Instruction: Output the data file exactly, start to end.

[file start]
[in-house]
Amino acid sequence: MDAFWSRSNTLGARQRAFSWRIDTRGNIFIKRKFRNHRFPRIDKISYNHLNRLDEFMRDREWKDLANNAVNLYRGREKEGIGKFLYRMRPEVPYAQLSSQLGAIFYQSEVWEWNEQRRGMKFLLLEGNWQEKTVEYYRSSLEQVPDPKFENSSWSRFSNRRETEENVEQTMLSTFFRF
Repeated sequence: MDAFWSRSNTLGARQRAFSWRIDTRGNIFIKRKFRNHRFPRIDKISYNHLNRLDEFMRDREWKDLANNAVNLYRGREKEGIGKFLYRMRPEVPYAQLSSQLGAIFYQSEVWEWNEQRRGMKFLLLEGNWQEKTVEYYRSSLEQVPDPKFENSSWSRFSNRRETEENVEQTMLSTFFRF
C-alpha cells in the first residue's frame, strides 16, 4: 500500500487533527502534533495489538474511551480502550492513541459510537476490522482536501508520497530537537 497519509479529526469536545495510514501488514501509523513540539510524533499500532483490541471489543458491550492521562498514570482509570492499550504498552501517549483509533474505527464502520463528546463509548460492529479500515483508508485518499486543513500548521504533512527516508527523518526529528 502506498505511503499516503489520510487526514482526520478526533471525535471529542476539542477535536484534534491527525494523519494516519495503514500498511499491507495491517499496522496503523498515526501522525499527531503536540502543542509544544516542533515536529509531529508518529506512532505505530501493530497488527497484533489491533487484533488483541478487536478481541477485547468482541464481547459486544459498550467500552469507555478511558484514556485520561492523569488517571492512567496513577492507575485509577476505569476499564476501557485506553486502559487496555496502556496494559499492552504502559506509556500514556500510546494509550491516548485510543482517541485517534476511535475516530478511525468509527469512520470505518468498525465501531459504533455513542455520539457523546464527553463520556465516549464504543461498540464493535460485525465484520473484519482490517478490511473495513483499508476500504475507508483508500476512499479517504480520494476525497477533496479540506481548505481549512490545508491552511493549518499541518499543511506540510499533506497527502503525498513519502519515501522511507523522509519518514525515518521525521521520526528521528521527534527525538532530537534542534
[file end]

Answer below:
[in-house]
Amino acid sequence: MDAFWSRSNTLGARQRAFSWRIDTRGNIFIKRKFRNHRFPRIDKISYNHLNRLDEFMRDREWKDLANNAVNLYRGREKEGIGKFLYRMRPEVPYAQLSSQLGAIFYQSEVWEWNEQRRGMKFLLLEGNWQEKTVEYYRSSLEQVPDPKFENSSWSRFSNRRETEENVEQTMLSTFFRF
Repeated sequence: MDAFWSRSNTLGARQRAFSWRIDTRGNIFIKRKFRNHRFPRIDKISYNHLNRLDEFMRDREWKDLANNAVNLYRGREKEGIGKFLYRMRPEVPYAQLSSQLGAIFYQSEVWEWNEQRRGMKFLLLEGNWQEKTVEYYRSSLEQVPDPKFENSSWSRFSNRRETEENVEQTMLSTFFRF
C-alpha cells in the first residue's frame, strides 16, 4: 500500500487533527502534533495489538474511551480502550492513541459510537476490522482536501508520497530537537 497519509479529526469536545495510514501488514501509523513540539510524533499500532483490541471489543458491550492521562498514570482509570492499550504498552501517549483509533474505527464502520463528546463509548460492529479500515483508508485518499486543513500548521504533512527516508527523518526529528 502506498505511503499516503489520510487526514482526520478526533471525535471529542476539542477535536484534534491527525494523519494516519495503514500498511499491507495491517499496522496503523498515526501522525499527531503536540502543542509544544516542533515536529509531529508518529506512532505505530501493530497488527497484533489491533487484533488483541478487536478481541477485547468482541464481547459486544459498550467500552469507555478511558484514556485520561492523569488517571492512567496513577492507575485509577476505569476499564476501557485506553486502559487496555496502556496494559499492552504502559506509556500514556500510546494509550491516548485510543482517541485517534476511535475516530478511525468509527469512520470505518468498525465501531459504533455513542455520539457523546464527553463520556465516549464504543461498540464493535460485525465484520473484519482490517478490511473495513483499508476500504475507508483508500476512499479517504480520494476525497477533496479540506481548505481549512490545508491552511493549518499541518499543511506540510499533506497527502503525498513519502519515501522511507523522509519518514525515518521525521521520526528521528521527534527525538532530537534542534